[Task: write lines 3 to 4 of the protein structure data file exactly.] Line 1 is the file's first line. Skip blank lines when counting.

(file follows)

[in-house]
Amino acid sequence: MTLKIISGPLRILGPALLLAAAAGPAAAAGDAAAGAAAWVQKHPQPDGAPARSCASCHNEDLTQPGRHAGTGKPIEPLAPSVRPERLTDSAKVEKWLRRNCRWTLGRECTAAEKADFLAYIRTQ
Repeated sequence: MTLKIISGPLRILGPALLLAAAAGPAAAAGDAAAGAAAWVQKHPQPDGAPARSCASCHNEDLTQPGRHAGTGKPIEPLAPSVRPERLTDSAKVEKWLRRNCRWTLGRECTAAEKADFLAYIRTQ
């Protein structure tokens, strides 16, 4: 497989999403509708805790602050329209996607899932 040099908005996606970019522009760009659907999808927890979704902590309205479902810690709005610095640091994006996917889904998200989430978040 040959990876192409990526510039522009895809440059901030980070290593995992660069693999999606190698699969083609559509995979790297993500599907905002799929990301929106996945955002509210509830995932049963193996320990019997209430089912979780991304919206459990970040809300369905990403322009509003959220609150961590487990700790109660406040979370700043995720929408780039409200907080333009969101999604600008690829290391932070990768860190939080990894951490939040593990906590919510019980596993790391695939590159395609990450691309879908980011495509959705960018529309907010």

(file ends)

Repeated sequence: MTLKIISGPLRILGPALLLAAAAGPAAAAGDAAAGAAAWVQKHPQPDGAPARSCASCHNEDLTQPGRHAGTGKPIEPLAPSVRPERLTDSAKVEKWLRRNCRWTLGRECTAAEKADFLAYIRTQ
């Protein structure tokens, strides 16, 4: 497989999403509708805790602050329209996607899932 040099908005996606970019522009760009659907999808927890979704902590309205479902810690709005610095640091994006996917889904998200989430978040 040959990876192409990526510039522009895809440059901030980070290593995992660069693999999606190698699969083609559509995979790297993500599907905002799929990301929106996945955002509210509830995932049963193996320990019997209430089912979780991304919206459990970040809300369905990403322009509003959220609150961590487990700790109660406040979370700043995720929408780039409200907080333009969101999604600008690829290391932070990768860190939080990894951490939040593990906590919510019980596993790391695939590159395609990450691309879908980011495509959705960018529309907010």